A Diner's Dilemma: Just Five Lavish Desserts or Eight at Pierre Gagnaire?
Would monsieur care for five desserts or eight, the waiter asked more than two hours into dinner at Pierre Gagnaire in Paris, a meal that had featured five amuses- bouche in addition to some dozen plates of food.
Eight please, I said, assuming that we were talking about miniature distillations of powerful flavors, the culinary equivalent of a world in a grain of sand. The reality was more substantial: Four plates arrived, and they weren’t tiny. One contained two jellies (tomato, verbena) and prune sorbet.
I must have looked shocked. The waiter, noting my baffled expression, attempted reassurance: “I’m bringing the other four desserts after these,” he said, with a smile.
Gagnaire isn’t for the fainthearted. It’s not so much the quantity of food. While the servings are plentiful, the portions aren’t large, and the dishes aren’t especially rich. The starter on the tasting menu -- skate wing in a lovage jelly with citrus fruit and coriander and diced peppers -- was as clean and fresh as a bright autumnal morning.
The second course, prawns and cockles with seasonal vegetables in a champagne sauce, was perfectly balanced, the sweetness of the sauce drawing together the elements from earth and sea with the finesse of a “Strictly Come Dancing” pro. (That’s “Dancing With the Stars” if you’re in the U.S.)
Gagnaire’s cuisine challenges by the intensity of the experience and the boldness of the combinations. Even before starting on the menu, there are waves of plates: clams; souffle buckwheat pancake with sorrel leaf of white cabbage; whiting with bone marrow; crab with fennel marmalade and lemon verbena; stewed oxtail with slow-simmered leeks and a dash of sesame oil.
You probably won’t like everything. I won’t rush back for a kidney, avocado, rhubarb, parsley and sage combination that was, for me, a flavor too far. (The menu is entirely in French and those of us whose mastery of that language doesn’t go beyond knowing if your aunt’s pen is on your uncle’s desk may struggle.) Service is charming, attentive and not snooty.
I would cross the Channel any time for Gagnaire’s riff on mushrooms. The skill and mastery of technique he demonstrates is impressive. What matters, though, is flavor: how he manages to draw out the essence of the ingredients while employing different temperatures and textures.
What arrives on your plate is the product of considerable experimentation yet you’re not the guinea pig so much as the cat that gets the cream, or, in this case, the ice cream in vanilla, peach, toffee and licorice varieties; and the sorbets, flavored with lime, blackcurrant, red fruits, yogurt, raspberry and green apple. I haven’t mentioned the paste of apple spiced with cinnamon wrapped in rosemary jelly with black-olive powder and roasted-flour shortbread, nor the multicolored almond paste, candied angelica macerated in Chartreuse herbal liqueur.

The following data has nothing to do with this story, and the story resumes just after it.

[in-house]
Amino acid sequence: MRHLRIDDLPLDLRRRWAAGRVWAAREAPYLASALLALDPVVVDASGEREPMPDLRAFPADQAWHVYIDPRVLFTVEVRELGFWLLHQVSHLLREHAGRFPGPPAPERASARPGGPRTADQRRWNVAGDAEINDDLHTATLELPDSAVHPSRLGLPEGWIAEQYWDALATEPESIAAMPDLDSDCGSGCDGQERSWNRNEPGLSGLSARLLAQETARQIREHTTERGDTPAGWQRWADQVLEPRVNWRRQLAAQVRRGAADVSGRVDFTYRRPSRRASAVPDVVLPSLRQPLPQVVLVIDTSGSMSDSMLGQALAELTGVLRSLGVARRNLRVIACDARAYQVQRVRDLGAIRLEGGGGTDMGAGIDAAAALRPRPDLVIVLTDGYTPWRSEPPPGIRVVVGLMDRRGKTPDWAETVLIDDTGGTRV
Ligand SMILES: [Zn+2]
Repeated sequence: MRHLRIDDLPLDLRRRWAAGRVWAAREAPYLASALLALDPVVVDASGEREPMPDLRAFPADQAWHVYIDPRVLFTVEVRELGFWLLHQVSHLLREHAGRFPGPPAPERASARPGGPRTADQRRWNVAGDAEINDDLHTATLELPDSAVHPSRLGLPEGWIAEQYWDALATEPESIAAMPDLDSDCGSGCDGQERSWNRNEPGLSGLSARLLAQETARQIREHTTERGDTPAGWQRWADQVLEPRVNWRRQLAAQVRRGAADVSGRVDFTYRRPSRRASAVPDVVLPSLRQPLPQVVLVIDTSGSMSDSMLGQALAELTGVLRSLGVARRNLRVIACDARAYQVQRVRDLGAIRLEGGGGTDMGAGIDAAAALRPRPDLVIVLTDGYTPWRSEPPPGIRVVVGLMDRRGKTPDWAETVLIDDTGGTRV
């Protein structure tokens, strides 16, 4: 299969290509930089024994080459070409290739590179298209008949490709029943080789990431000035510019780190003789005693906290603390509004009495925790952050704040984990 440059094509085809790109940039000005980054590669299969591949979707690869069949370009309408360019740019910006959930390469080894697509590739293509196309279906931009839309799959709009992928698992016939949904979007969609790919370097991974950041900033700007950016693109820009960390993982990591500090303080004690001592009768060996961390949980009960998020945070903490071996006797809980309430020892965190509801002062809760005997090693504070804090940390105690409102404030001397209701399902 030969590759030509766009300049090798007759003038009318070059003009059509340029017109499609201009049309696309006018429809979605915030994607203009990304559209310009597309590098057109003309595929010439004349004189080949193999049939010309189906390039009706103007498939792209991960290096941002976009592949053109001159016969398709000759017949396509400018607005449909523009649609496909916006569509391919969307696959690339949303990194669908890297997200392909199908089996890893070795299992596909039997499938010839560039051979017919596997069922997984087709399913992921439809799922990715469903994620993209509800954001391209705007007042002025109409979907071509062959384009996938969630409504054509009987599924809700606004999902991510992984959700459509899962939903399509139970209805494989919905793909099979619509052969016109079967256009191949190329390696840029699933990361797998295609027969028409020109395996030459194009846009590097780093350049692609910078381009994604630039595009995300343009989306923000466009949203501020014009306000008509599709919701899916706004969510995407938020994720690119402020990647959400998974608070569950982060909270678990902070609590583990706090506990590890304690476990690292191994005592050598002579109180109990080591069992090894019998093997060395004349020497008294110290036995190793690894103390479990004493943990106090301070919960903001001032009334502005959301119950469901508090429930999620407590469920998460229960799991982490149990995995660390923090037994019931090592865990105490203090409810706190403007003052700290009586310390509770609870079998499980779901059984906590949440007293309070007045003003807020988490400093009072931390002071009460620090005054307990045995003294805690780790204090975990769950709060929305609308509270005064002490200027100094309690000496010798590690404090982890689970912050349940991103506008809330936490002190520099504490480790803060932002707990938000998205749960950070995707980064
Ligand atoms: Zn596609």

The room, with its dark woods and subdued lighting, is as restrained as the food is exuberant. Gagnaire combines a serious approach to cooking with an appreciation that food is about enjoyment if you aren’t among the hungry and dispossessed. The Menu Pierre Gagnaire is priced at 265 euros ($378) before tax, service and matching wines.
(I ran into the chef in London at the Frieze Art Fair venue of Sketch, the London restaurant that he partly owns. Gagnaire talked with the staff and greeted diners, though when it came to trying the food, he ate alone.)
There’s a debate in the food business -- well, it’s a popular topic in London and New York -- about whether French gastronomy is in terminal decline. I would like to contribute two words to help balance any negativity: Pierre Gagnaire.
Pierre Gagnaire, 6 Rue Balzac, Hotel Balzac, Paris 75008. Information: http://www.pierre-gagnaire.com/index-fr.htm or +33- 1-5836-1250.
The Bloomberg Questions
Cost? The tasting menu is 265 euros ($378).
Sound level? Hushed. Below 70 decibels.
Inside tip? Skip lunch.
Special feature? It’s all about the food.
Will I be back? I wish.
Date place? Yes, for oligarchs.
(Richard Vines is the chief food critic for Muse, the arts and leisure section of Bloomberg News. Opinions expressed are his own.)
To contact the editor responsible for this story: Mark Beech at firstname.lastname@example.org.